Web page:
The boss called and asked you to run the next staff meeting.
You might know where the coffee supplies are kept and even where to buy the best croissants but in order to shine on the job, keep these meeting tips in mind:
Conducting a Business Meeting Tips
1. Know the goal of the meeting. Are you sharing information or seeking to solicit ideas? Establishing the reason for the meeting will help you to determine the best format and best use of time.
2. Set an agenda. Once you have an identified goal and purpose, you can then solicit agenda items for discussion or review. Be sure to let folks know how much time they will have to present ideas or their reports. Place the name of the person(s) responsible for each agenda report and how much time is allocated for presentation or discussion.
3. Establish roles. Most meetings have a chair person. It may be necessary to also establish a time-keeper who can remind folks of time limits if discussion of any particular item becomes lengthy. Does someone need to serve as secretary?
4. Establish rules. Will there be a break time provided or may folks leave the room as necessary?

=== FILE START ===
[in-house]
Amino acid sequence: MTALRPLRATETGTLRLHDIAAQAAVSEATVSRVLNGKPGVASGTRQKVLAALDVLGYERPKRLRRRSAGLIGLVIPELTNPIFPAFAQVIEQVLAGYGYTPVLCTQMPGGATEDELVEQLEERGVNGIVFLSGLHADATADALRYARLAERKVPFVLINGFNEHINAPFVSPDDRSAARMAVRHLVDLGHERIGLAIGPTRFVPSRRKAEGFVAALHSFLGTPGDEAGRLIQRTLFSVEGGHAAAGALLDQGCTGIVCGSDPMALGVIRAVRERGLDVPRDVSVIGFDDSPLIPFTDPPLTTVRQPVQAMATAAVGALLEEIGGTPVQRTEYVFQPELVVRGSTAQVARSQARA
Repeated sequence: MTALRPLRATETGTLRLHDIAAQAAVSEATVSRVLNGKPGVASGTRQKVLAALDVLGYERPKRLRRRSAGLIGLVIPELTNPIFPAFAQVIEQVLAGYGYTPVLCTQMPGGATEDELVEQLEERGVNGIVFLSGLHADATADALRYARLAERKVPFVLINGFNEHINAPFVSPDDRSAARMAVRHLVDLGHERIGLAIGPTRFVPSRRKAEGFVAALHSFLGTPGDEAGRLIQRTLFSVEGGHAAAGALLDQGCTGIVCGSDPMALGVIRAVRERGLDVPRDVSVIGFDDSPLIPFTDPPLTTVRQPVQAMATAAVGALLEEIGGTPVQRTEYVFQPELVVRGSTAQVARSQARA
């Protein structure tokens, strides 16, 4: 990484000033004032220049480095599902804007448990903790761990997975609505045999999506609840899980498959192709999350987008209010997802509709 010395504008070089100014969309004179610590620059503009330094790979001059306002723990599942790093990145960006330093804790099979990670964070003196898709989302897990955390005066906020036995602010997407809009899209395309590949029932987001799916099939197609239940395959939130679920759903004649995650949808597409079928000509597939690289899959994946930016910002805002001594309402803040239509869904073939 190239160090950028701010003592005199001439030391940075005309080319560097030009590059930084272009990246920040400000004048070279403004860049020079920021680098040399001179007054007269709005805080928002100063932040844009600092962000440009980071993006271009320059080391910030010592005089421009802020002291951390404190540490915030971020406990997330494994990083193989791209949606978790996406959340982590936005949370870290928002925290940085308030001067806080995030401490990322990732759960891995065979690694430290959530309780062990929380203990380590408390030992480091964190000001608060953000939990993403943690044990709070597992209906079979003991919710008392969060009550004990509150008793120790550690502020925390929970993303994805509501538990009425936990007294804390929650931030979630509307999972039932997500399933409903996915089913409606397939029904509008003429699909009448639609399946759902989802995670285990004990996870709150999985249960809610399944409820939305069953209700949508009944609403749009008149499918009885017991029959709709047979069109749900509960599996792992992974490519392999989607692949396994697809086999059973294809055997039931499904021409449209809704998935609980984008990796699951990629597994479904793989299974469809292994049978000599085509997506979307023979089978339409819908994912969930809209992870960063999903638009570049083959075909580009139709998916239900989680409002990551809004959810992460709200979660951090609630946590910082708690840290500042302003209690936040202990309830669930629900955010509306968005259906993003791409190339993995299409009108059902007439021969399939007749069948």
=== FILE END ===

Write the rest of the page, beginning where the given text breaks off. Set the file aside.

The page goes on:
5. Create a “TBDL”. Take a large sheet of paper and attach to the wall. Give everyone some paper or post-it notes. If anyone wants to ask a question or bring up a comment that is not pertinent to the discussion at hand, ask that the question or comment be written down and placed on the TBDL sheet. Near the end of the meeting, these comments and questions can be reviewed or distributed for any needed follow-up.
6. Review the agenda before starting the meeting. Does anyone have any changes or suggestions to make which will affect the business of the meeting or the outcomes of what is to be discussed?
7. Keep in mind that there are “verbal” and “visual” learners. Offer information both in writing and oral formats. Use PowerPoint presentations, handouts, charts as well as verbal presentation.
8. Record resolution on any items discussed. Note what actions are necessary, who is responsible, and timeframes for meeting goals or reporting.
9. Solicit comments from all members. Use a formal “go round the table” process if needed to bring out the suggestions of quieter group members.
10. Before ending the meeting, review the meeting and provide a summary of what was decided and what next steps will be taken. If appropriate, set the date and time for the next meeting before everyone leaves the room.
Run a great meeting and you might find yourself running the company in a few years!